Do you remember the Labour Britain of 1979? It was a Britain - in which union leaders held their members and our country to ransom; - A Britain that still went to international conferences but was no longer taken seriously; - A Britain that was known as the sick man of Europe; - And which spoke the language of compassion but which suffered the winter of discontent.
Governments had failed to tackle the real problems which afflicted us.
They dodged difficult problems rather than face up to them. The question they asked was not "Will the medicine work?" But "Will it taste all right?"[laughter]
When we Conservatives said - "This is the way" they said - "forget it".
We were told you can't reform trade union leaders, you can't reform the trade unions - their leaders won't let you. But we did.
We were told you can't abolish price and wage controls - inflation will go up. But we did - and it came down.
We were told you can't give council tenants the right to buy. But we did - and the houses sold like hot cakes. [applause]
They said you can't denationalise - the unions won't wear it. But we did - and the workforce positively snapped up the shares. [applause]
And we were told you'll never stand a major industrial strike, let alone a coal strike. Mr. President, it lasted a whole year. But we did just that - and won. [applause]
It was a strike conducted with violence and intimidation on the picket line and in the villages. Yet Labour supported that strike to the bitter end. Indeed, three months into the strike, Mr. Kinnock told Mr. Scargill publicly that there was no - and I quote - "no alternative but to fight - all other roads are shut off."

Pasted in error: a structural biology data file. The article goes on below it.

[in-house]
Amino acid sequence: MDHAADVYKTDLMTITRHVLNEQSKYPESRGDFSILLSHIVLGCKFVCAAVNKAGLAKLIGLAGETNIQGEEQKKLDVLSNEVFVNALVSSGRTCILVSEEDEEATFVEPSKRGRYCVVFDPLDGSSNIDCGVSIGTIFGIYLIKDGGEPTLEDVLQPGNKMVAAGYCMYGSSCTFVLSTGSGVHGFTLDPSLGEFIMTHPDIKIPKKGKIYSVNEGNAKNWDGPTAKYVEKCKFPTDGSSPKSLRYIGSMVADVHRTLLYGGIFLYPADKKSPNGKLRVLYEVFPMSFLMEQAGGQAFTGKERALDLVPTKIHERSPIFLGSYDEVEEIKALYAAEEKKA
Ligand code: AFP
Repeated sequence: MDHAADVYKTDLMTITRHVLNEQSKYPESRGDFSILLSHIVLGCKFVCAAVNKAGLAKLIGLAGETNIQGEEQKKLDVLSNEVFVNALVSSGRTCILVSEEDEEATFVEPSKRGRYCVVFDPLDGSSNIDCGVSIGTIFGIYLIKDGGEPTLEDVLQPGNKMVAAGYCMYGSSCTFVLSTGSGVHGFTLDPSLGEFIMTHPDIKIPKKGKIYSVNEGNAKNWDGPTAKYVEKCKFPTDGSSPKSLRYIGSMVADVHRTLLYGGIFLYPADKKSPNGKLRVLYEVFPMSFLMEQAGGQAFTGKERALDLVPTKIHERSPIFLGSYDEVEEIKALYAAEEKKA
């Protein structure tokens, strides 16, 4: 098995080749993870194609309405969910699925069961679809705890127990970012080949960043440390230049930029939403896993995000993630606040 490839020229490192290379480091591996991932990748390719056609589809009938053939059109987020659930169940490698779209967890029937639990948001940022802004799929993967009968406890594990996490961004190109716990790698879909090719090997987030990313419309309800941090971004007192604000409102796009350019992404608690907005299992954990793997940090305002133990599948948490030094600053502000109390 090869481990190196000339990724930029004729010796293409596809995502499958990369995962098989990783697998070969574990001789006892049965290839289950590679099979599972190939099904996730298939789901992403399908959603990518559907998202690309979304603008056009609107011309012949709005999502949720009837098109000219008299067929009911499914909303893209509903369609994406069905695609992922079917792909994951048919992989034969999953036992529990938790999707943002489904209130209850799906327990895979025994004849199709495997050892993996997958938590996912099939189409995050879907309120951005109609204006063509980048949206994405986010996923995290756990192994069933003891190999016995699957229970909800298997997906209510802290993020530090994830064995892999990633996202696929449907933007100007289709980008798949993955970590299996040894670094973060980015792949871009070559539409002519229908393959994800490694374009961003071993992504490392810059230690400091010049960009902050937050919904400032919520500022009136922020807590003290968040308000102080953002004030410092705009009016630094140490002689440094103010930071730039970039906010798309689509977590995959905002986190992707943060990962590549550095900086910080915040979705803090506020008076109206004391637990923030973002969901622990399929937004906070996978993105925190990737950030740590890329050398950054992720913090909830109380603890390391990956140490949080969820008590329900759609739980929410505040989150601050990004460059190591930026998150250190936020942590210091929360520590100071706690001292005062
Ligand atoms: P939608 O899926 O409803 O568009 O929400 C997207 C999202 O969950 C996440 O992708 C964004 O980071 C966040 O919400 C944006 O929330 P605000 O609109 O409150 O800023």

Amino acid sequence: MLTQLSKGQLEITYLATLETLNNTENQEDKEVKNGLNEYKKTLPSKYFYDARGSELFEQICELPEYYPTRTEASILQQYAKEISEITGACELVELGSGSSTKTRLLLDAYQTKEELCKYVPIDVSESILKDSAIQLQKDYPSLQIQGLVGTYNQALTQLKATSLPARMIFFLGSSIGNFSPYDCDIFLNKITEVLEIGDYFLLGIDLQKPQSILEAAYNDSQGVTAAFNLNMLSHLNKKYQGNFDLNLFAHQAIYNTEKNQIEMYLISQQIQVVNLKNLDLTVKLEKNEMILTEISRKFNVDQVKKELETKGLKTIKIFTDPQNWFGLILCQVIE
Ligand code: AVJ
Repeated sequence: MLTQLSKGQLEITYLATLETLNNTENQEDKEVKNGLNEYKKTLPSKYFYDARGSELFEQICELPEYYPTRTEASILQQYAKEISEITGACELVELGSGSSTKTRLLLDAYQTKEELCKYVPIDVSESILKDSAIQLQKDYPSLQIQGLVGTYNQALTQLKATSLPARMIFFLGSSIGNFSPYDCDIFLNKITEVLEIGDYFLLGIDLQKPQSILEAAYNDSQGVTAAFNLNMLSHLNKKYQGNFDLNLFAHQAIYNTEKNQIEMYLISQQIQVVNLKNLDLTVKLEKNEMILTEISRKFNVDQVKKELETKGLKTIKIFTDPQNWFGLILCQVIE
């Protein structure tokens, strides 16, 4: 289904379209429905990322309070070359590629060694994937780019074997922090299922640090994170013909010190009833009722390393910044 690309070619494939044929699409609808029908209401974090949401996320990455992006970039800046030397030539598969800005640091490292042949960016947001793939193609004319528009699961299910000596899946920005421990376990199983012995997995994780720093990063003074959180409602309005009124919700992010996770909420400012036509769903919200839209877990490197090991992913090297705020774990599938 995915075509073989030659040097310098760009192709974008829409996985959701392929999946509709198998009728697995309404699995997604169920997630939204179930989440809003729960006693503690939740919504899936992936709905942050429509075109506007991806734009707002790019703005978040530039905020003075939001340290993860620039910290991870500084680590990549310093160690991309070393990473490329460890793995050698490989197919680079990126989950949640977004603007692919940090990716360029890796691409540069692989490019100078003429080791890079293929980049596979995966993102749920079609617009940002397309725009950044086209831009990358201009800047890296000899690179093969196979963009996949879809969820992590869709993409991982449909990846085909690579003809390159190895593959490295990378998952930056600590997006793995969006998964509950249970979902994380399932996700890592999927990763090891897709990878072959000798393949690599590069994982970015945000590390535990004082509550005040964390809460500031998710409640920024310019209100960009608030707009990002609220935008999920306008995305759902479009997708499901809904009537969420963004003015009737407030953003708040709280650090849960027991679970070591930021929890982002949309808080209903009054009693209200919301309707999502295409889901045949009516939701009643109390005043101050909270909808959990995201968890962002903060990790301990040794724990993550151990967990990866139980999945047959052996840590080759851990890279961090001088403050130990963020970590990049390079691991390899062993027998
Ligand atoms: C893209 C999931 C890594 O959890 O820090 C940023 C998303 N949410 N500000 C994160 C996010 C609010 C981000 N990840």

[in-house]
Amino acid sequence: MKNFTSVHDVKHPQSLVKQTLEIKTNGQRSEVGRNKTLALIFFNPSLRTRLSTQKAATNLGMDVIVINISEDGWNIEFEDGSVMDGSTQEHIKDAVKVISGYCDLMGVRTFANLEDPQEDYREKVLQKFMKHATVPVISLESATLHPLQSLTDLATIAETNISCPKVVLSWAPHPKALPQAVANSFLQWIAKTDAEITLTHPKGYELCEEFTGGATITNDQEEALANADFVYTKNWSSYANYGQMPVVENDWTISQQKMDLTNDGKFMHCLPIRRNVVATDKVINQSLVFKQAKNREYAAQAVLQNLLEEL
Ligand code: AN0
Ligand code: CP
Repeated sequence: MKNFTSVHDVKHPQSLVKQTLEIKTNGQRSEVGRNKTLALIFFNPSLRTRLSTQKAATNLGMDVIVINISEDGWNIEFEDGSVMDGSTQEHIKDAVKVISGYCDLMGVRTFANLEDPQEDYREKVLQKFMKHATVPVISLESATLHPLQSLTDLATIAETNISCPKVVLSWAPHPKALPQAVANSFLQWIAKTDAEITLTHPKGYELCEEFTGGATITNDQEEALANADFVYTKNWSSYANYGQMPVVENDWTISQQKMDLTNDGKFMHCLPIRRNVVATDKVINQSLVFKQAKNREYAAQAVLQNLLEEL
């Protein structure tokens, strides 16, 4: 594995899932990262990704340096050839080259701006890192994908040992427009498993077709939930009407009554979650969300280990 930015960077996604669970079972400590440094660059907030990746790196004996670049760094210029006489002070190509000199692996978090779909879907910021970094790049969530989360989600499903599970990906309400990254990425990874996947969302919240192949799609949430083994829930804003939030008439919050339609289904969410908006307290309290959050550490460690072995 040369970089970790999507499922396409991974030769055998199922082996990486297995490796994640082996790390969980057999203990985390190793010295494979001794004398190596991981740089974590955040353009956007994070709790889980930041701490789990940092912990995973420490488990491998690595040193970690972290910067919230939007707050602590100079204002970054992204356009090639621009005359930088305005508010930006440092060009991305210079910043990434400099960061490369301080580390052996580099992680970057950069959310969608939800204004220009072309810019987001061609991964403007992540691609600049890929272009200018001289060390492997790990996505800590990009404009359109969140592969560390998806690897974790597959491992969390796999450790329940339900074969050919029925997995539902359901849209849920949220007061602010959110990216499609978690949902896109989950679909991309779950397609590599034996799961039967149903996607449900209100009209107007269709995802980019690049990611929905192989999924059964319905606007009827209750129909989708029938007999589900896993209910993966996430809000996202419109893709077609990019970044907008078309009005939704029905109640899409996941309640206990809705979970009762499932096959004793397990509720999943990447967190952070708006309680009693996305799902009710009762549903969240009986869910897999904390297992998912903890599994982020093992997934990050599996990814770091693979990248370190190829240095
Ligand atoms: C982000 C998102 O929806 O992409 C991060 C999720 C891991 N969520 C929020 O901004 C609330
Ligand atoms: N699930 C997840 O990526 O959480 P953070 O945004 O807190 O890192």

What do you think would have happened if Mr. Scargill had won? I think the whole country knows the answer. Neil would have knelt. [applause]
Mr. President, courage is not making a speech in Bournemouth long after the event. Courage is what you show in the heat of the battle not at the post-mortem. [applause]
Real courage was the courage shown by the working miners. By the working lorry drivers. [applause] By the working railwaymen. By the working steelmen. By the working dockers.
The very people the Labour Party disowned. But we Conservatives stood with them; And the nation stood with us; and a major strike, called without a ballot of its members, failed. It was a not able victory for a free, law-abiding people and their freely-elected democratic government. [applause]
Mr. President, in the six and a half years we have served the nation, much has been achieved. It has been said at this conference many times at this Conference, but let me repeat: the nation's output, the nation's investment, the nation's standard of living, are at an all time high. Inflation is down - and this morning we heard it has gone down further. Personal ownership is growing. Our overseas assets have multiplied more than sixfold in six years: they now bring us an annual income of some
David Cameron addresses what he feels is the true root cause of the riots that swept London in the summer of 2011 - bad behavior caused by the slow moral collapse of the UK's society. The speech caused a strong reaction throughout England.1 people like this